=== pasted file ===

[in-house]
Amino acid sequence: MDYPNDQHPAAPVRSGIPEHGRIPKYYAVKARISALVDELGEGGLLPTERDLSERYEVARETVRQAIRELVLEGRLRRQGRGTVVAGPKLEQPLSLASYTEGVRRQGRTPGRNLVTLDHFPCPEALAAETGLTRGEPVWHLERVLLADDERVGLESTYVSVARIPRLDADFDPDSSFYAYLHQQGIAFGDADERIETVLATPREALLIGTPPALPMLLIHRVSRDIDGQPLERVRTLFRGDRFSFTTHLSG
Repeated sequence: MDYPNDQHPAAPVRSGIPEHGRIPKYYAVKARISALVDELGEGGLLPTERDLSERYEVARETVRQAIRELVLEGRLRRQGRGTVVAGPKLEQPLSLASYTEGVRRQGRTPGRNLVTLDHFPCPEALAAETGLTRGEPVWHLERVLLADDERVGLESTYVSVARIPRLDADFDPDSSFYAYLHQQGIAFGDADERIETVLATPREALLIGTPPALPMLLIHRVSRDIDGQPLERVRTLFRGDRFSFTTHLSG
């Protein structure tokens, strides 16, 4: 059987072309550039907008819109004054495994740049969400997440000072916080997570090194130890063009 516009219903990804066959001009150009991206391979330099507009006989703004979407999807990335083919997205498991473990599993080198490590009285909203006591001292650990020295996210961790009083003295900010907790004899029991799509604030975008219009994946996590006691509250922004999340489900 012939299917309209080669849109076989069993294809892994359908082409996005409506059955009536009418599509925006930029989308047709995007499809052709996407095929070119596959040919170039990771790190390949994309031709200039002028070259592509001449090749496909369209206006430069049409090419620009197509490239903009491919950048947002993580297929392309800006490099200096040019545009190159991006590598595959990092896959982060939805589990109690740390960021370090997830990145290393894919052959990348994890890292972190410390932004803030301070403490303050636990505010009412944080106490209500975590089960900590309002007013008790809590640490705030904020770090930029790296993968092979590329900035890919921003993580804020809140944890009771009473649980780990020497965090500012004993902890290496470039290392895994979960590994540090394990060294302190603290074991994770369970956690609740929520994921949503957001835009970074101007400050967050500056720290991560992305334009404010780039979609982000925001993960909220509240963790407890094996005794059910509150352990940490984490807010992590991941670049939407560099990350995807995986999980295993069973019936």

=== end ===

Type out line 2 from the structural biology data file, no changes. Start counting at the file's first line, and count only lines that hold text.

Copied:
Amino acid sequence: MDYPNDQHPAAPVRSGIPEHGRIPKYYAVKARISALVDELGEGGLLPTERDLSERYEVARETVRQAIRELVLEGRLRRQGRGTVVAGPKLEQPLSLASYTEGVRRQGRTPGRNLVTLDHFPCPEALAAETGLTRGEPVWHLERVLLADDERVGLESTYVSVARIPRLDADFDPDSSFYAYLHQQGIAFGDADERIETVLATPREALLIGTPPALPMLLIHRVSRDIDGQPLERVRTLFRGDRFSFTTHLSG